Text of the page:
Monday, April 17, 2006

Tale Of The Bubble's Toll On Toll Brothers

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The Philadelphia Inquirer has a story about the fall of Toll Brothers' stock, and the builder's hopes to bring back homebuyers this year.

Sounds like they're betting too much on Martha Stewart to me.

Here's an excerpt:
As the nation's housing market boomed in 2004 and 2005, managers in Toll Bros. Inc. subdivisions e-mailed staff reports back to headquarters every Sunday with information on customer traffic counts, deposits, signed agreements, and lost deals.

Chief executive officer Bob Toll and top executives would meet Mondays to talk over the tallies. For a time, based on those discussions, the Horsham company increased base prices by $3,000, $5,000 or even $10,000 every week or two.

Home prices shot upward and so did profit. In the year many consider the peak of the housing boom, Toll earned almost $92,000 per home, which was 47 percent higher than 2004's per-home profit and three times the 1999 level.

The company's 13.9 percent after-tax profit margin on the 8,769 homes it sold last year was the highest among big publicly traded home builders, as were per-home profit and per-home prices, according to corporate regulatory filings with the Securities and Exchange Commission.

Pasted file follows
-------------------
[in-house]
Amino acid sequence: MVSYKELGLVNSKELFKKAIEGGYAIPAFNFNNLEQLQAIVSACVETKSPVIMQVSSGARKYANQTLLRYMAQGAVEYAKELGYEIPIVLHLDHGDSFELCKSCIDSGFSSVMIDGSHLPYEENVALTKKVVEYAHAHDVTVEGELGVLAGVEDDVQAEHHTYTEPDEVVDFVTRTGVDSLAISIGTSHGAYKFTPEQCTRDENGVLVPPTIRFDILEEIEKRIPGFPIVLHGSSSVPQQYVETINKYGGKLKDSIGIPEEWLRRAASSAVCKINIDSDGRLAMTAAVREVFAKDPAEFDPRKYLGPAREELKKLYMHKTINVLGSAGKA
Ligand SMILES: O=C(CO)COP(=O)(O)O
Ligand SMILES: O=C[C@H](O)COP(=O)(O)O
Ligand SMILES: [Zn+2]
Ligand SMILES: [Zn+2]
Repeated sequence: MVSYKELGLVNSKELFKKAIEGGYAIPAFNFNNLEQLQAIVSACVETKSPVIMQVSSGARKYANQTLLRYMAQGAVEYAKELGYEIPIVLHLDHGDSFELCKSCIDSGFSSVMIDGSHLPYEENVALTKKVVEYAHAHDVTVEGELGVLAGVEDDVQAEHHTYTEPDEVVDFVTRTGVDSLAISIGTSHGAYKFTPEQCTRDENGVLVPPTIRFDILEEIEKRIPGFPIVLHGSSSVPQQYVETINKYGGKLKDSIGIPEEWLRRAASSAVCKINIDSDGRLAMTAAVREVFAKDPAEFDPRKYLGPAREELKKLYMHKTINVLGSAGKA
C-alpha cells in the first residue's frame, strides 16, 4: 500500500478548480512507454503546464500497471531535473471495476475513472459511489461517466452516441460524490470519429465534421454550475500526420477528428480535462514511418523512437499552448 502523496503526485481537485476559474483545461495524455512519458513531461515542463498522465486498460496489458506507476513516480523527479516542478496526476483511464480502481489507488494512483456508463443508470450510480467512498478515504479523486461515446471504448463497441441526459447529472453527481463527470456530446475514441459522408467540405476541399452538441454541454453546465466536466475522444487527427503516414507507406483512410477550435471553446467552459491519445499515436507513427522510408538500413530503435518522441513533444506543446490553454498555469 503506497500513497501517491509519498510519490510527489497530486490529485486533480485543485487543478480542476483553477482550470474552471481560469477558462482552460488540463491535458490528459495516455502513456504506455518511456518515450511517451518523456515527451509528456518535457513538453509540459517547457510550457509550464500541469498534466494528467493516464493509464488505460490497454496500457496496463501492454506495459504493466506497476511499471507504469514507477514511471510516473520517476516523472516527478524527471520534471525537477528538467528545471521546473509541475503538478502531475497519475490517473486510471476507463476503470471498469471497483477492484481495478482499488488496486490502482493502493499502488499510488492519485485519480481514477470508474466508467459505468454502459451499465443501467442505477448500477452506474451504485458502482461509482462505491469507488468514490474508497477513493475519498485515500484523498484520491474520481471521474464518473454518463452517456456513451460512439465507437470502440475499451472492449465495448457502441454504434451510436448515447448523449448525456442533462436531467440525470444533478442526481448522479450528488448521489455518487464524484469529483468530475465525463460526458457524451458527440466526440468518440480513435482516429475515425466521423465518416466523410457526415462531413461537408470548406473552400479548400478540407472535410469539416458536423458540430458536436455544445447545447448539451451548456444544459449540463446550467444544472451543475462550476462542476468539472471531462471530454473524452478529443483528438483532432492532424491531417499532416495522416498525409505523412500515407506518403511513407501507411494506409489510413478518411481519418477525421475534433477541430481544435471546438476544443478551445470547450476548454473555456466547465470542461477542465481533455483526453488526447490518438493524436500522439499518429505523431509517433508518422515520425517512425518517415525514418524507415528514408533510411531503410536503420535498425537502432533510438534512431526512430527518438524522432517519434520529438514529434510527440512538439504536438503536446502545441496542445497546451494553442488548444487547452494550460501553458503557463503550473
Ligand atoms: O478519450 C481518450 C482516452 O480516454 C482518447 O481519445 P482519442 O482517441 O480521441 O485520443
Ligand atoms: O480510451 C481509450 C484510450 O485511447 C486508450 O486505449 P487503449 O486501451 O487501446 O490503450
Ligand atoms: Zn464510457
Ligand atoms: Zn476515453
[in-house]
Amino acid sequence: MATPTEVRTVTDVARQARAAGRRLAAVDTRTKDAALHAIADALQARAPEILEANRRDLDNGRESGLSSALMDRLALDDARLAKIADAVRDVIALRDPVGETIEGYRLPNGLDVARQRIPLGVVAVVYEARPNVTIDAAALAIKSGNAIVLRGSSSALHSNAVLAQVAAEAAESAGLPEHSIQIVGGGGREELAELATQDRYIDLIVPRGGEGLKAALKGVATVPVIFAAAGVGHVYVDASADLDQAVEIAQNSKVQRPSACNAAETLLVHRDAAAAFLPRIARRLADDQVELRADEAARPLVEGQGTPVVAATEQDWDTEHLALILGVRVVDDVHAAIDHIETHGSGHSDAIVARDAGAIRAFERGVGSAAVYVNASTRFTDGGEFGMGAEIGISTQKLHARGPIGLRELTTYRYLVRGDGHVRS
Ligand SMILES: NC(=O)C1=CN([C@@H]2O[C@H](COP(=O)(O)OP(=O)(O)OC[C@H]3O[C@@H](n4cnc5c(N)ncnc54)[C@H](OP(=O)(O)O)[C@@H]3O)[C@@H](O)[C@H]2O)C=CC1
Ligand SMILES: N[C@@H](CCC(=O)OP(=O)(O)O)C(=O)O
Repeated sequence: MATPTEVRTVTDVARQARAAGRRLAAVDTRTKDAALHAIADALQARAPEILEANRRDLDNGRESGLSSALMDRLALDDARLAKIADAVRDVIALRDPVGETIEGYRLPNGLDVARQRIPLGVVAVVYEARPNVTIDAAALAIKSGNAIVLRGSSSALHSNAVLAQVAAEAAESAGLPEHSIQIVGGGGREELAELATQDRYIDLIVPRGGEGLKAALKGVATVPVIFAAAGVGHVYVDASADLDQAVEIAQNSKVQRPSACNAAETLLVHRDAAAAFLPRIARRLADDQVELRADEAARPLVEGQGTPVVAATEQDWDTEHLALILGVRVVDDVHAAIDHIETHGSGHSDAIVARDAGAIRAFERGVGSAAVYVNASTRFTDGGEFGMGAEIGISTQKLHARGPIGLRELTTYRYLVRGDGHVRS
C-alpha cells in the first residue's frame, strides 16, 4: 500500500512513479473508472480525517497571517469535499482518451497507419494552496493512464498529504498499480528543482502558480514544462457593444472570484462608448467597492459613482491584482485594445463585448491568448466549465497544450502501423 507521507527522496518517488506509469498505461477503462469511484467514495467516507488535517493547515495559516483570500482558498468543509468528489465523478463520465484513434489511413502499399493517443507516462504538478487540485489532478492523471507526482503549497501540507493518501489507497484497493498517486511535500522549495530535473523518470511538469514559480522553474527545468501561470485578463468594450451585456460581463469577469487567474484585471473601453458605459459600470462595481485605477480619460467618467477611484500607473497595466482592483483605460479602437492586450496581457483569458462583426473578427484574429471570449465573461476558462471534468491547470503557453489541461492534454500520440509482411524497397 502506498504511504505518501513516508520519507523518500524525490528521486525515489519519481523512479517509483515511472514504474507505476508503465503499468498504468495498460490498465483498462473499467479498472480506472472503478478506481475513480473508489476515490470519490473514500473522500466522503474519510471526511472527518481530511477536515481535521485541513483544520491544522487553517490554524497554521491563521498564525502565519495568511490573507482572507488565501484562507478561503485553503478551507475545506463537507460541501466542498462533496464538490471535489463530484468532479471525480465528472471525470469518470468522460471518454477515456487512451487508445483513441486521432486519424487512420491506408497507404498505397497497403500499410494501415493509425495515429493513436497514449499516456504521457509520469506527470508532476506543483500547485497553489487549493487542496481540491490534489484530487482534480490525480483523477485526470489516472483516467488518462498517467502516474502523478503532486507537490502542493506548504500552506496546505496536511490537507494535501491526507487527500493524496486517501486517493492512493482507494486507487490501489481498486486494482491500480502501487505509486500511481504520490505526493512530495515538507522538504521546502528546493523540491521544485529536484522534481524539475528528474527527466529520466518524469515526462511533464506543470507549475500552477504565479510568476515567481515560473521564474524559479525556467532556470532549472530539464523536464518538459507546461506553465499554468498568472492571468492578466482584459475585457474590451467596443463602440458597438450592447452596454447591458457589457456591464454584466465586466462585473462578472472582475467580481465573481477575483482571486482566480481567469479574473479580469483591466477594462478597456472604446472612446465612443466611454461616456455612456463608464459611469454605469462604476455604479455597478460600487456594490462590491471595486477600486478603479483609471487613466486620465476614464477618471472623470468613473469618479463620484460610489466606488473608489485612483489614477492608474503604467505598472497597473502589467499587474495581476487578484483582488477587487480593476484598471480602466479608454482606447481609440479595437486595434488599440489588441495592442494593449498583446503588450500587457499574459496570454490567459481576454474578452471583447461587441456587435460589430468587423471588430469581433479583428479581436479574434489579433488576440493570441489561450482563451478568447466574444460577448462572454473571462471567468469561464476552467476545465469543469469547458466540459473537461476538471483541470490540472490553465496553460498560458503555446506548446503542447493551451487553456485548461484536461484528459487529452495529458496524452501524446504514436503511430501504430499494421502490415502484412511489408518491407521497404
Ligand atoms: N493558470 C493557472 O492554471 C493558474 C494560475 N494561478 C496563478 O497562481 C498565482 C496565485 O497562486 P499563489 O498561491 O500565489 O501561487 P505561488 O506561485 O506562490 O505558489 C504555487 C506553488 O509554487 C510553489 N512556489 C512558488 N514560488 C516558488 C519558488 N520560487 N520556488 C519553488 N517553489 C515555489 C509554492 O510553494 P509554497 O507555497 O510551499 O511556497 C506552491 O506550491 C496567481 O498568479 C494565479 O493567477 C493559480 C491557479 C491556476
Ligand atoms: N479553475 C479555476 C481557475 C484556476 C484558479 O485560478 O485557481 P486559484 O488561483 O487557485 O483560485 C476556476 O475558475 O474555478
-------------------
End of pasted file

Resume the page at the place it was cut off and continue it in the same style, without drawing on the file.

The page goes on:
Dean Baker, a national housing expert, called Toll's per-home profit "incredible" and an example of how the so-called housing bubble has fueled growth at home builders. The profitability likely propelled Toll Bros. to construct and sell as many of its high-priced luxury homes, some call them suburban mansions, as it could, he said.

"We're going to get a lot of high-end luxury housing if you're getting those kinds of margins," Baker said.

But Toll Bros. is paying for the good times. New orders for its homes fell almost 30 percent in the quarter that ended Jan. 31 as the housing market cooled. The company's stock price has plunged 40 percent since early August, closing Thursday at $32.74.

Toll Bros. also is opening more than 140 new subdivisions to replenish its stock of available homes, which ran down more quickly than it anticipated in 2005. The openings will add overhead costs this year. Toll Bros. hopes that the excitement over the openings will bring back home buyers.

-- The Boy in the Big Housing Bubble/Los Angeles and Beyond